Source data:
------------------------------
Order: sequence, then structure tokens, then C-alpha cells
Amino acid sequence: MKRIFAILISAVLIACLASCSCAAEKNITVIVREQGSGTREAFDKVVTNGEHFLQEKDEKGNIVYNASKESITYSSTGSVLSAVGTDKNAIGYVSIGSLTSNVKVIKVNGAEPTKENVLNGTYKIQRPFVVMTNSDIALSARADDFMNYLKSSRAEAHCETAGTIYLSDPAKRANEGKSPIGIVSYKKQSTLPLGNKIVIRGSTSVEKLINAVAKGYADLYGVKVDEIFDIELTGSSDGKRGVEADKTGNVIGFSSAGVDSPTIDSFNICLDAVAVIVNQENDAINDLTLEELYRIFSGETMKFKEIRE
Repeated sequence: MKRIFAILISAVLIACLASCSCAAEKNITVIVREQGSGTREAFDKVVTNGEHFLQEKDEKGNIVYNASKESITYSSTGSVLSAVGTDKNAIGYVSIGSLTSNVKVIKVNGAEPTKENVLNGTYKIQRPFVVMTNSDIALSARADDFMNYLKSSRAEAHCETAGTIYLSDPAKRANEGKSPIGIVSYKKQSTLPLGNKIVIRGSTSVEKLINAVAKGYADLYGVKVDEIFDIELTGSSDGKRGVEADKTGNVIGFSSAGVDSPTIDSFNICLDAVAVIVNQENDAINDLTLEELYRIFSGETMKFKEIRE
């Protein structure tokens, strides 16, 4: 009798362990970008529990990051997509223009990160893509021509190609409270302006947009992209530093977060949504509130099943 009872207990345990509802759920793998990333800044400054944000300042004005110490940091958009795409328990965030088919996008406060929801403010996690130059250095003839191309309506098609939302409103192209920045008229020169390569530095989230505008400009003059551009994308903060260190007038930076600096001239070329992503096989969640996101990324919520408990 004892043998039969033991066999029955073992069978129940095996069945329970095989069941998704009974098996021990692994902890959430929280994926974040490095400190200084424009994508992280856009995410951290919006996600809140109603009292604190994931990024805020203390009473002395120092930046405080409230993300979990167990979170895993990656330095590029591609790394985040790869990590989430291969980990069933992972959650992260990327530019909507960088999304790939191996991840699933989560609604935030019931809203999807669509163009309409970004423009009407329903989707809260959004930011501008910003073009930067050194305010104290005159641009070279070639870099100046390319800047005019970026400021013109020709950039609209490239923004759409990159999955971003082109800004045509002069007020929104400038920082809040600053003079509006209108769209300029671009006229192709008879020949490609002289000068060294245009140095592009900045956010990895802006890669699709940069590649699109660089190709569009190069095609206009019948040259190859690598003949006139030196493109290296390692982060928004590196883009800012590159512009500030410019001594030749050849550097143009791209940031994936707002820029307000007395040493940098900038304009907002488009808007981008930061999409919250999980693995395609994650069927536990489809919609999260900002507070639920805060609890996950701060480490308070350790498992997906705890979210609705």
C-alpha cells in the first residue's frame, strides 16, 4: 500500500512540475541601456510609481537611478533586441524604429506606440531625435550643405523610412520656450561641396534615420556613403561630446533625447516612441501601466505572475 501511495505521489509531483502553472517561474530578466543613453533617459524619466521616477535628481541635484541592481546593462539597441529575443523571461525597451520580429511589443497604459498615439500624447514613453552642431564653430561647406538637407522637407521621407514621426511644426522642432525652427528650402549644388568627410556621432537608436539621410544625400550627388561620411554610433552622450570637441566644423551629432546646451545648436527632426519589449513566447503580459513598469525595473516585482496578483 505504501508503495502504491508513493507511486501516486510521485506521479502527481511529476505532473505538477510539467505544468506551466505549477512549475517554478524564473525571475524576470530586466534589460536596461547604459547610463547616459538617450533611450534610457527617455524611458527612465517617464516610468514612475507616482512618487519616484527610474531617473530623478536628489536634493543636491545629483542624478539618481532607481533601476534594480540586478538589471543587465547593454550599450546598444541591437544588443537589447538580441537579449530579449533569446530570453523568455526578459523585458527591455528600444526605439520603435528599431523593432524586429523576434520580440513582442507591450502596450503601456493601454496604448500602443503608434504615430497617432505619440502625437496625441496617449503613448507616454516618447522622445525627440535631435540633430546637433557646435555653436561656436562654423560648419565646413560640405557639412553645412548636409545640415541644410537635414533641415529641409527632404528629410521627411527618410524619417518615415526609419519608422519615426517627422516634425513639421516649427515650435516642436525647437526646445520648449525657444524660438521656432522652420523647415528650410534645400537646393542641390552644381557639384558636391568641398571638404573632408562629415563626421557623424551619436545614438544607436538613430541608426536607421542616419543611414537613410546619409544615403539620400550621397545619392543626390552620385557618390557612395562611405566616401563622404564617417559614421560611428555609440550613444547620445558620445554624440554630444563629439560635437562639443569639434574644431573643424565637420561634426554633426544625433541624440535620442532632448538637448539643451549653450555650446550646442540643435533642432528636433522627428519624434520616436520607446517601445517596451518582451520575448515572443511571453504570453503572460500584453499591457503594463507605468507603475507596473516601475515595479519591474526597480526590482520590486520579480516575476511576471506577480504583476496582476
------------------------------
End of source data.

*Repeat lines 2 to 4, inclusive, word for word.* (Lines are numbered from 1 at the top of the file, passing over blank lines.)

Amino acid sequence: MKRIFAILISAVLIACLASCSCAAEKNITVIVREQGSGTREAFDKVVTNGEHFLQEKDEKGNIVYNASKESITYSSTGSVLSAVGTDKNAIGYVSIGSLTSNVKVIKVNGAEPTKENVLNGTYKIQRPFVVMTNSDIALSARADDFMNYLKSSRAEAHCETAGTIYLSDPAKRANEGKSPIGIVSYKKQSTLPLGNKIVIRGSTSVEKLINAVAKGYADLYGVKVDEIFDIELTGSSDGKRGVEADKTGNVIGFSSAGVDSPTIDSFNICLDAVAVIVNQENDAINDLTLEELYRIFSGETMKFKEIRE
Repeated sequence: MKRIFAILISAVLIACLASCSCAAEKNITVIVREQGSGTREAFDKVVTNGEHFLQEKDEKGNIVYNASKESITYSSTGSVLSAVGTDKNAIGYVSIGSLTSNVKVIKVNGAEPTKENVLNGTYKIQRPFVVMTNSDIALSARADDFMNYLKSSRAEAHCETAGTIYLSDPAKRANEGKSPIGIVSYKKQSTLPLGNKIVIRGSTSVEKLINAVAKGYADLYGVKVDEIFDIELTGSSDGKRGVEADKTGNVIGFSSAGVDSPTIDSFNICLDAVAVIVNQENDAINDLTLEELYRIFSGETMKFKEIRE
């Protein structure tokens, strides 16, 4: 009798362990970008529990990051997509223009990160893509021509190609409270302006947009992209530093977060949504509130099943 009872207990345990509802759920793998990333800044400054944000300042004005110490940091958009795409328990965030088919996008406060929801403010996690130059250095003839191309309506098609939302409103192209920045008229020169390569530095989230505008400009003059551009994308903060260190007038930076600096001239070329992503096989969640996101990324919520408990 004892043998039969033991066999029955073992069978129940095996069945329970095989069941998704009974098996021990692994902890959430929280994926974040490095400190200084424009994508992280856009995410951290919006996600809140109603009292604190994931990024805020203390009473002395120092930046405080409230993300979990167990979170895993990656330095590029591609790394985040790869990590989430291969980990069933992972959650992260990327530019909507960088999304790939191996991840699933989560609604935030019931809203999807669509163009309409970004423009009407329903989707809260959004930011501008910003073009930067050194305010104290005159641009070279070639870099100046390319800047005019970026400021013109020709950039609209490239923004759409990159999955971003082109800004045509002069007020929104400038920082809040600053003079509006209108769209300029671009006229192709008879020949490609002289000068060294245009140095592009900045956010990895802006890669699709940069590649699109660089190709569009190069095609206009019948040259190859690598003949006139030196493109290296390692982060928004590196883009800012590159512009500030410019001594030749050849550097143009791209940031994936707002820029307000007395040493940098900038304009907002488009808007981008930061999409919250999980693995395609994650069927536990489809919609999260900002507070639920805060609890996950701060480490308070350790498992997906705890979210609705």